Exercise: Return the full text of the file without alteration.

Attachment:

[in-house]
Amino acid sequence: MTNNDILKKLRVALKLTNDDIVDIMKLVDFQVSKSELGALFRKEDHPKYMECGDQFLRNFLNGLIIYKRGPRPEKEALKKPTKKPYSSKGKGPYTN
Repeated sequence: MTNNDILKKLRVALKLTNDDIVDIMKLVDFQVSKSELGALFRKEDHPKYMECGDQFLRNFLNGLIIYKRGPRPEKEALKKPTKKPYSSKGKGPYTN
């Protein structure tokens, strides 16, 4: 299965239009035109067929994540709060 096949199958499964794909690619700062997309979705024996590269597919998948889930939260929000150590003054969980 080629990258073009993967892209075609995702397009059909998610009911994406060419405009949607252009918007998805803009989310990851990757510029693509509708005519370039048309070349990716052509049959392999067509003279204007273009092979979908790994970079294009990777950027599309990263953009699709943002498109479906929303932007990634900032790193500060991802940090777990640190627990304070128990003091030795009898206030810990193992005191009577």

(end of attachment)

[in-house]
Amino acid sequence: MTNNDILKKLRVALKLTNDDIVDIMKLVDFQVSKSELGALFRKEDHPKYMECGDQFLRNFLNGLIIYKRGPRPEKEALKKPTKKPYSSKGKGPYTN
Repeated sequence: MTNNDILKKLRVALKLTNDDIVDIMKLVDFQVSKSELGALFRKEDHPKYMECGDQFLRNFLNGLIIYKRGPRPEKEALKKPTKKPYSSKGKGPYTN
């Protein structure tokens, strides 16, 4: 299965239009035109067929994540709060 096949199958499964794909690619700062997309979705024996590269597919998948889930939260929000150590003054969980 080629990258073009993967892209075609995702397009059909998610009911994406060419405009949607252009918007998805803009989310990851990757510029693509509708005519370039048309070349990716052509049959392999067509003279204007273009092979979908790994970079294009990777950027599309990263953009699709943002498109479906929303932007990634900032790193500060991802940090777990640190627990304070128990003091030795009898206030810990193992005191009577």